Dartmouth research offers new control strategies for bipolar bark beetles
Population explosions of destructive pine beetles may be prevented by boosting competitor and predator beetle populations, a new Dartmouth study suggests. The study confirmed, for the first time, that the abundance of an animal species -- in this case the southern pine beetle -- fluctuates innately between extremes, with no middle ground. (2013-01-25)

Slippery bark protects trees from pine beetle attack, according to CU-Boulder study
Trees with smoother bark are better at repelling attacks by mountain pine beetles, which have difficulty gripping the slippery surface, according to a new study by the University of Colorado Boulder. (2013-12-23)

Avocado farmers face unique foe in fungal-farming beetle
Beetles with unusual (2013-07-18)

Beetles play an important role in reducing weeds
Researchers funded by the UK Biotechnology and Biological Sciences Research Council and the French Institut National de la Recherche Agronomique have found that ground beetles reduce the amount of weed seeds in the soil. Weeds reduce crop yields and these findings support the need to conserve farmland biodiversity as it plays an important supporting role to herbicides in controlling weeds and improving food security. (2011-07-25)

Lady beetle diet influences its effectiveness as biocontrol agent
Lady beetles are deployed as biological controls of insect pests like aphids and Colorado potato beetles. By examining what lady beetles eat, USDA scientists are learning more about the movement of these beneficial insects in farm fields -- and whether they'll actively feed on crop pests. (2013-01-11)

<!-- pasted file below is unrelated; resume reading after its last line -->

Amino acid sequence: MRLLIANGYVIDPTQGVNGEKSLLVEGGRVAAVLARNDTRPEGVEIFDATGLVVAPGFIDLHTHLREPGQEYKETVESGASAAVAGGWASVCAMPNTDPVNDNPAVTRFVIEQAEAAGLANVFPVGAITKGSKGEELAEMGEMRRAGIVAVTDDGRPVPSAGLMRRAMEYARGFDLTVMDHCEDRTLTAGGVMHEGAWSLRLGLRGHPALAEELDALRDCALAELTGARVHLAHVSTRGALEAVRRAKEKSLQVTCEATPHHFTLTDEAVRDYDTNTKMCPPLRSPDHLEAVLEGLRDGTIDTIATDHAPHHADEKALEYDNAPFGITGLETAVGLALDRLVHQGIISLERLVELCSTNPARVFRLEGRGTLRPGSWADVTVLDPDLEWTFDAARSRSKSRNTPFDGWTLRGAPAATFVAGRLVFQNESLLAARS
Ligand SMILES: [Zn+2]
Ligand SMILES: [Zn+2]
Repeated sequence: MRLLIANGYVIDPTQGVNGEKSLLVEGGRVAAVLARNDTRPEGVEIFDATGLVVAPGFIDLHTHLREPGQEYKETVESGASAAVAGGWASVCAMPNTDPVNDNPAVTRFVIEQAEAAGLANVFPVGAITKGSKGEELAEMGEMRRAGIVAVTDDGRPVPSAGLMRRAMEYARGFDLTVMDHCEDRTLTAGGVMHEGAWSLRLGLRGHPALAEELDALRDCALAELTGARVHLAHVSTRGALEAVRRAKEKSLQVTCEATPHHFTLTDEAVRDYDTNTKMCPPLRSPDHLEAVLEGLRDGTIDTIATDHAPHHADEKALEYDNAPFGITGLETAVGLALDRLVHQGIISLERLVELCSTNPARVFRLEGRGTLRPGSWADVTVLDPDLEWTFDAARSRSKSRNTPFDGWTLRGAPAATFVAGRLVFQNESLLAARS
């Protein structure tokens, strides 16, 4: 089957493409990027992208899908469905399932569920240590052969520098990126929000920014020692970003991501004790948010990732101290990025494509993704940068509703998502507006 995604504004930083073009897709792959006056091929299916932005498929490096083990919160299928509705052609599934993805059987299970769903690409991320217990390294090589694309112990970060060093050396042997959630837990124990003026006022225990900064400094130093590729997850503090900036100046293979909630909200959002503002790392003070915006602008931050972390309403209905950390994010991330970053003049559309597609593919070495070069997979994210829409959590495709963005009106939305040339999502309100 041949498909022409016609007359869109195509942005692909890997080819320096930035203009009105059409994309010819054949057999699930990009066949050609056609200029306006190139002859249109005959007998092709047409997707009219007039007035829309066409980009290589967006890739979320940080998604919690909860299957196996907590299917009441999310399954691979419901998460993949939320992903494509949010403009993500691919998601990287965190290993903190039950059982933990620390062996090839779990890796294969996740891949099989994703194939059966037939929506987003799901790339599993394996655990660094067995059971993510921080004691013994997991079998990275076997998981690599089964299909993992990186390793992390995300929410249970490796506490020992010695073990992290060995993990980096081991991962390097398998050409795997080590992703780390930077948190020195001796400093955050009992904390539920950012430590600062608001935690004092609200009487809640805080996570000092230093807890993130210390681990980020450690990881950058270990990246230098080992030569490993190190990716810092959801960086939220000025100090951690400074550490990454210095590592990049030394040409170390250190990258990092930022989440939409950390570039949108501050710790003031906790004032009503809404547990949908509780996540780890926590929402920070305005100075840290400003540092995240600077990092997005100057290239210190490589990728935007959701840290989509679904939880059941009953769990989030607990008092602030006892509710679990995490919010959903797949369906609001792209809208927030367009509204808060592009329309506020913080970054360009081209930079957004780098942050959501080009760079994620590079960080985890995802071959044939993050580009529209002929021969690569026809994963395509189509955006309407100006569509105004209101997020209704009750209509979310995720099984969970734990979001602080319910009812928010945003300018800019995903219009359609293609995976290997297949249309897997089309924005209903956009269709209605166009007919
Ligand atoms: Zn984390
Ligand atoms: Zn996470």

The first long-horned beetle giving birth to live young discovered in Borneo
A remarkably high diversity of the wingless long-horned beetles in the mountains of northern Borneo is reported by three Czech researchers. Apart from the three genera new to science and the four new species, the entomologists report the first case of reproduction via live birth in this rarely collected group of beetles. The study was published in the open access journal ZooKeys. (2016-05-11)

Bark beetles control pathogenic fungi
Pathogens can drive the evolution of social behaviour in insects. This is shown by researchers from Bern and W├╝rzburg for ambrosia beetles. (2019-12-20)

Fossilized dung balls reveal secret ecology of lost world
Research published in the journal Palaeontology reveals an intricate ecological system discovered within fossilized balls of dung. (2009-07-15)

UBC researcher says management of pine beetle not working
A method to control the spread of mountain pine beetles -- pheromone baiting -- may actually help the pest's population increase, UBC research shows. he two-year simulation, which included then PhD candidate Shaun Strohm and University of Calgary professor Mary Reid, compared four separate management strategies: no management (monitoring only), pheromone baiting, tree removal, and finally, pheromone baiting combined with tree removal. (2016-11-30)

Dung beetles use wind compass when the sun is high
Researchers have shown for the first time that an animal uses different directional sensors to achieve the highest possible navigational precision in different conditions. When the sun is high, dung beetles navigate using the wind. (2019-06-25)

Older beetle parents 'less flexible'
Older parents are less flexible when it comes to raising their offspring, according to a new study of beetles. (2020-03-06)

52-million-year-old amber preserves 'ant-loving' beetle